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Her sister was killed in the Birmingham church bombing. A new book tells their story

Wednesday, September 14, 2022

In a new memoir, Lisa McNair recounts growing up in Birmingham, Ala., after her sister Denise and three other Black girls were murdered in the 1963 Ku Klux Klan bombing of 16th Street Baptist Church.

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Books We Love: Recommended reading for nonfiction

Sunday, August 28, 2022

NPR's Books We Love includes dozens of recommendations for new books. Today, we hear about "The Last Slave Ship," "The Power Law," and "The Letters of Oscar Hammerstein."

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The Charlottesville rally 5 years later: 'It's what you're still trying to forget'

Friday, August 12, 2022

The rally by white supremacists protesting the removal of a statue of Confederate Gen. Robert E. Lee left one counter-protester dead and several injured.

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Charlottesville plans to melt Robert E. Lee statue to create public art installation

Thursday, August 11, 2022

Charlottesville, Va., approved a plan to melt down a Robert E. Lee statue — central in a deadly and violent white nationalist rally five years ago — and put a public art installation in its place.

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Charlottesville was a wake-up call for many about the white supremacy movement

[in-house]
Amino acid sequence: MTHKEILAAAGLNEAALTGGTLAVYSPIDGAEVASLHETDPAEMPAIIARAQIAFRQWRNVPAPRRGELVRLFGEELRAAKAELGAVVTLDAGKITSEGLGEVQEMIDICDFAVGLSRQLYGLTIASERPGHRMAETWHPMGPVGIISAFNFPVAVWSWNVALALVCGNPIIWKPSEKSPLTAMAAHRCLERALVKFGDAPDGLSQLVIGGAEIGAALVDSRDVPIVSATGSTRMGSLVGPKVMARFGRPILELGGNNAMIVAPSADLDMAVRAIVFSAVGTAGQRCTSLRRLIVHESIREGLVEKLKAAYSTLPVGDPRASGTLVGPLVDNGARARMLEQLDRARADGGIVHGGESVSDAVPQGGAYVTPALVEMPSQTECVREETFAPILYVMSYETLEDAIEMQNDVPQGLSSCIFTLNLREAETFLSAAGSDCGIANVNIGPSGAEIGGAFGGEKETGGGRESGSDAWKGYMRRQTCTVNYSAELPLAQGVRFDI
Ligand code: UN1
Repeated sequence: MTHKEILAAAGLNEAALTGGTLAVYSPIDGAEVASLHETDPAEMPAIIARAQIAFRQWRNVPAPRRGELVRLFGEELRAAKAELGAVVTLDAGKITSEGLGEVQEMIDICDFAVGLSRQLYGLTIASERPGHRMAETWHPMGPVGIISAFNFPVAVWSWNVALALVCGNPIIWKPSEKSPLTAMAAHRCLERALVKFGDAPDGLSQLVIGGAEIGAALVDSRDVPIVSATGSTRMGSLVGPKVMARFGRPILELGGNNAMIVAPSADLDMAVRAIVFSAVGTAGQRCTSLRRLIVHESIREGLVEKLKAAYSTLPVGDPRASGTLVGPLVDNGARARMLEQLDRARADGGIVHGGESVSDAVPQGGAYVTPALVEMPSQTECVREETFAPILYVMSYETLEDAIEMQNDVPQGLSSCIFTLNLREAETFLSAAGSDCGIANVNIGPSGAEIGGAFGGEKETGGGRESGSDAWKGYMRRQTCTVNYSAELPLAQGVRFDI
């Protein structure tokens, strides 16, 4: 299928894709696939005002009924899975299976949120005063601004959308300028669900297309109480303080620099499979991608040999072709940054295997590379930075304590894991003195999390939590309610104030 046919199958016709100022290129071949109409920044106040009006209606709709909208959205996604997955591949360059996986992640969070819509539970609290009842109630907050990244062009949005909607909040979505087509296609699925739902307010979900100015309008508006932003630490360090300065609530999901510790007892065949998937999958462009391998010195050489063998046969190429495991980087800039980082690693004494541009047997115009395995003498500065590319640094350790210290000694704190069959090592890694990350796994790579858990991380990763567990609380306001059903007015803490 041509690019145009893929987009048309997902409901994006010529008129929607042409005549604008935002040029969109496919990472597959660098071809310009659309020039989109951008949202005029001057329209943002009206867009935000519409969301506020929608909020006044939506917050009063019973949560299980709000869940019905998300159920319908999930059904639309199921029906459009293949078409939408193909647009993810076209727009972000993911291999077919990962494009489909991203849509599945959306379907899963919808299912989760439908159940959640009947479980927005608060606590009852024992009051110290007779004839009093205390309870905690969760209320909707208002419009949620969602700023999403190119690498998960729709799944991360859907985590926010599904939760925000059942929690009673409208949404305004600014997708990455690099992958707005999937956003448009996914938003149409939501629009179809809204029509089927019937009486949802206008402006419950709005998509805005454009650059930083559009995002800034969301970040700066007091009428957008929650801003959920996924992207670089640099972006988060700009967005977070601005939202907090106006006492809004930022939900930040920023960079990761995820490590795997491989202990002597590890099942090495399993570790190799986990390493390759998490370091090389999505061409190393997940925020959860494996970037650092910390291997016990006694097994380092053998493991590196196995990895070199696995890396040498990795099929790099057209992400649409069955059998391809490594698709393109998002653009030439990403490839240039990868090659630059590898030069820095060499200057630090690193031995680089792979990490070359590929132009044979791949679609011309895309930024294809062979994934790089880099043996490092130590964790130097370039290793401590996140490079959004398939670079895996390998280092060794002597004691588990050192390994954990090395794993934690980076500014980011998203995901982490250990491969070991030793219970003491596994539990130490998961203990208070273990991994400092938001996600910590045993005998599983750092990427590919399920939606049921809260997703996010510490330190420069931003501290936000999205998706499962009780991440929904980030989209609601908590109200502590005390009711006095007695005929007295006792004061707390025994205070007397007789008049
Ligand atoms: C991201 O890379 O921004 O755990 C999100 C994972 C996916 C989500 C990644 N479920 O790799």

Thursday, August 11, 2022

Racial justice activists say the 2017 white nationalist rally in Charlottesville, Va., marked a turning point that emboldened far-right political violence — including the Jan. 6th violence.

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Insurances woes in coastal Louisiana make hurricane recovery difficult

Wednesday, July 27, 2022

With some major insurance companies not offering policies and small firms facing bankruptcy, residents are scrambling to find coverage for this year's hurricane season as structures remain unrepaired.

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Why Louisiana residents struggle to get property insurance during hurricane season.

Monday, July 25, 2022

Over the past two years, hurricane-related damage in Louisiana has caused some insurance companies to go out of business. Homeowners are coping with higher insurance costs.

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Turkey and the Wolf chef Mason Hereford amps up familiar recipes in new cookbook

Saturday, June 18, 2022

Mason Hereford, owner and chef of the Turkey and the Wolf restaurant in New Orleans, has made his mark in the food world by infusing regional favorites with refined touches.

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Exploring the Clotilda, the last known slave ship in the U.S., brings hope

Wednesday, June 15, 2022

The discovery of the ship on an Alabama river bottom has fostered a renewed hope for descendants of the Clotilda's captives, and the community they founded called Africatown.

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Republican candidates in Alabama primary are embracing Big Lie to align with Trump

Monday, May 23, 2022

Deep-red Alabama has a primary on Tuesday. And Republican candidates are trying to prove they're aligned with Donald Trump by denying the legitimacy of the 2020 presidential election.